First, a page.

The director of this film, Brett Simmons, also directed a flick called Husk from 2011, which had been one of the few scarecrow horror films I’ve found worth watching (along with the more classic Dark Night of the Scarecrow from 1981 and Scarecrows from 1988), but that film, as much as I recall liking it, didn’t reach the unique level this one did, so it’s great to see the director’s improving his craft.

You Might Be the Killer may not win any awards, but it’s a movie with a solid main cast (most of the cast not mentioned are interchangeable, but that sort of fits with the nature of the film), an occasional retro-feel, enjoyable humor, and most importantly, an innovative narrative. Definitely a movie I’d recommend to any slasher fans.

8/10

Investigation 13 (2019)

Investigation 13

Directed by Krisstian de Lara [Other horror films: N/A]

So this movie took me moderately by surprise, but it wasn’t a surprise that by any means made the film better. At a cursory glance, I was expecting a found footage film, and while there are elements of found footage here, Investigation 13 is more ambitious than that. Like I said, though, it doesn’t make for a better viewing experience.

I have a handful of problems with this one. Most importantly, and most damning, I didn’t get the sense that the actors and actresses had their heart in the script. It felt soulless, and that can be a hard detriment to overcome, primarily because my perception may be off, and that colored my view deeply of the film.

Also, Investigation 13 utilized some rough animation sequences when going into the origins of the antagonistic Mole Man (no, not the classic Fantastic Four foe). I don’t mind throwing in animation for stylistic variety, but none of the animated portions (including the post-credits one) really did much in the way of moving the story along. I guess we got an origin, but it didn’t really matter whatsoever.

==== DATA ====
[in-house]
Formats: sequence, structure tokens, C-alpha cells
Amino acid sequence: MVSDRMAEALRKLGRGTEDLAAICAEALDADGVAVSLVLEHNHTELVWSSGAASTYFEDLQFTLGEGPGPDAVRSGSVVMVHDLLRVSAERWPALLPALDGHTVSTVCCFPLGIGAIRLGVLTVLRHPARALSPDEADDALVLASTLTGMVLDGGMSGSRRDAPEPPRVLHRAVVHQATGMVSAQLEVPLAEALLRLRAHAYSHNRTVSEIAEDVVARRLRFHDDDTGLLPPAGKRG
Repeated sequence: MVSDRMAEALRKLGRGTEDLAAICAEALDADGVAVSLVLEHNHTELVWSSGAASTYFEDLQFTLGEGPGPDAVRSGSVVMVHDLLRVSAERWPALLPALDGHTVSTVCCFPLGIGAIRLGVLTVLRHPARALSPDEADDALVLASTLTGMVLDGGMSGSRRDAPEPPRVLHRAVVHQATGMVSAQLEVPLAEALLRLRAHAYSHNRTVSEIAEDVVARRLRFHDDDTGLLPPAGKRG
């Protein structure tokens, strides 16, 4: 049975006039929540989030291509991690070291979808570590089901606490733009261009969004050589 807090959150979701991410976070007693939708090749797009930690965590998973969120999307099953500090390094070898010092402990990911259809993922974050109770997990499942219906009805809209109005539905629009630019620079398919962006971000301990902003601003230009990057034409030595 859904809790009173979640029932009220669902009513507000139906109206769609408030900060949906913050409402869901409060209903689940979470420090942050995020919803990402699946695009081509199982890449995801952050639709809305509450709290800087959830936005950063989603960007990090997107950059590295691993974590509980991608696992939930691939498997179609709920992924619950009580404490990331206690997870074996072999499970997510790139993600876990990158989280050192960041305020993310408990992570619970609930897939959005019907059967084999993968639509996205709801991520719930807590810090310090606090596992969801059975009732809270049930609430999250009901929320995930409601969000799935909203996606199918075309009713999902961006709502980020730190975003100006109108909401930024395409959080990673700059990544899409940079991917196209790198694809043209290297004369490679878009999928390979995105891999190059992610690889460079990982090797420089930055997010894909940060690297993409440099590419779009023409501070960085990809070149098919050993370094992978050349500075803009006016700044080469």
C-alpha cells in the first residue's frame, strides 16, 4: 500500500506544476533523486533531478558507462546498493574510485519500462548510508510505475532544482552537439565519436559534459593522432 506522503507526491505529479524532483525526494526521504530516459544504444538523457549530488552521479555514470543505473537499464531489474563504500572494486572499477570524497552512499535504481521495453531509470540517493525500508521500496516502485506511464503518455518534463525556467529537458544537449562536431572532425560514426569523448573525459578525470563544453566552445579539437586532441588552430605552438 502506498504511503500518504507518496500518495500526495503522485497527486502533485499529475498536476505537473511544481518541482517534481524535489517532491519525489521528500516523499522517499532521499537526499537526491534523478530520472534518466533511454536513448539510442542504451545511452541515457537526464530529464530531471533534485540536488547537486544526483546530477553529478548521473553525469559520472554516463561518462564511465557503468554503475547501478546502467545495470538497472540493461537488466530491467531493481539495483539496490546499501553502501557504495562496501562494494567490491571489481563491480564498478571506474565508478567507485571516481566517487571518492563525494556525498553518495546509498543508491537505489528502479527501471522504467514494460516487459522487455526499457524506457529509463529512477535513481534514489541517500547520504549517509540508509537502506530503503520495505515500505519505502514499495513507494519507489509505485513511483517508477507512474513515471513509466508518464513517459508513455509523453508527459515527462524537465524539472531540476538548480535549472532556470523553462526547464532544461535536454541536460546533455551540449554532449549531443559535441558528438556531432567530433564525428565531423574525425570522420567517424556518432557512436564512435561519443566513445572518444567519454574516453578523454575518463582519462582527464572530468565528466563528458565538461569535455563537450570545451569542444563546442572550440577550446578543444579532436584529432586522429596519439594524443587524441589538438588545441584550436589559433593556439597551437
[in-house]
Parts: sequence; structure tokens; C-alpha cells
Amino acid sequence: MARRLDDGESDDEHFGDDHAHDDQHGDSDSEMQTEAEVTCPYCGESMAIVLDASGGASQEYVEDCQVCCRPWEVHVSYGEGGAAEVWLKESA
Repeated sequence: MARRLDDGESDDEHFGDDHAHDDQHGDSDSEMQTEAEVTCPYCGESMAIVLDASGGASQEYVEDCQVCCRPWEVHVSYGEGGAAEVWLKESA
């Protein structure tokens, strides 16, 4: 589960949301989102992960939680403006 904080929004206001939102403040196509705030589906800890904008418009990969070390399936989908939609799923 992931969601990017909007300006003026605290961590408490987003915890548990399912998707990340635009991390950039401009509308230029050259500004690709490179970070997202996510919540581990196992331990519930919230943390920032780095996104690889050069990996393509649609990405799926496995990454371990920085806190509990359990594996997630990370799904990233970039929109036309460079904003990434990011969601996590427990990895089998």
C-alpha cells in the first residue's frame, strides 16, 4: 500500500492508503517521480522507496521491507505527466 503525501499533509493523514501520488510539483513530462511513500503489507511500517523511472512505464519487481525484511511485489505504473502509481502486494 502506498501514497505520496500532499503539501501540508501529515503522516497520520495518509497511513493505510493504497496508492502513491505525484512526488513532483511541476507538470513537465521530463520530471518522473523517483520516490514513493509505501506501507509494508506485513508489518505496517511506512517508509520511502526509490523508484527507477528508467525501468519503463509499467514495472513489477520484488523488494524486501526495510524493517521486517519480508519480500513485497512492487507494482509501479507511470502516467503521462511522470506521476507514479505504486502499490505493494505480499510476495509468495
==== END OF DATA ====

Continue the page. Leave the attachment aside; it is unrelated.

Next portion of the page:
Another thing that bothered me – this group of paranormal investigators have done twelve previous investigations into the supposed supernatural. The twelfth is brought up a handful of time as a failure, yet never does the film go into what went wrong with it, which just bugged me. Why bring it up at all (multiple times) if you’ve no intention on touching on it later in detail?

Stephanie Hernandez didn’t do great, but she was the only cast-member who is even partially memorable. I don’t really blame the performances for my dislike of the film, because had the story been better, or more interesting, or different (and sorry, animated origins spread throughout the film don’t classify as sufficiently different), it might have been worth something, but that’s not the case.

I didn’t much care for the Mole Man here. I guess he got an okay kill in near the end (complete with a scalping), but he’s pretty forgettable, and that ‘twist’ near the end (which isn’t really explained that well) didn’t help matters out.

However, I will give it this much credit – they easily could have made this fully in the found footage style, and had that been the route they took, I think the movie probably would have been worse and even more generic. That said, it’s not like the way they ultimately went was all that more original, but hey, there are worse movies out there.

When all’s said and done, Investigation 13 just felt hollow, and while the setting is okay, and maybe the story had some potential somewhere, the movie just wasn’t anywhere near what I’d call good, or even average.

4/10

Recovery (2019)

Recovery

Directed by John Liang [Other horror films: N/A]

I’m not going to go as far as to say Recovery is a perfect movie. In fact, it may not even be a great movie. It is, however, very strong at certain points, and while the different aspects of the movie don’t always blend together the best, I was overall quite happy with this one.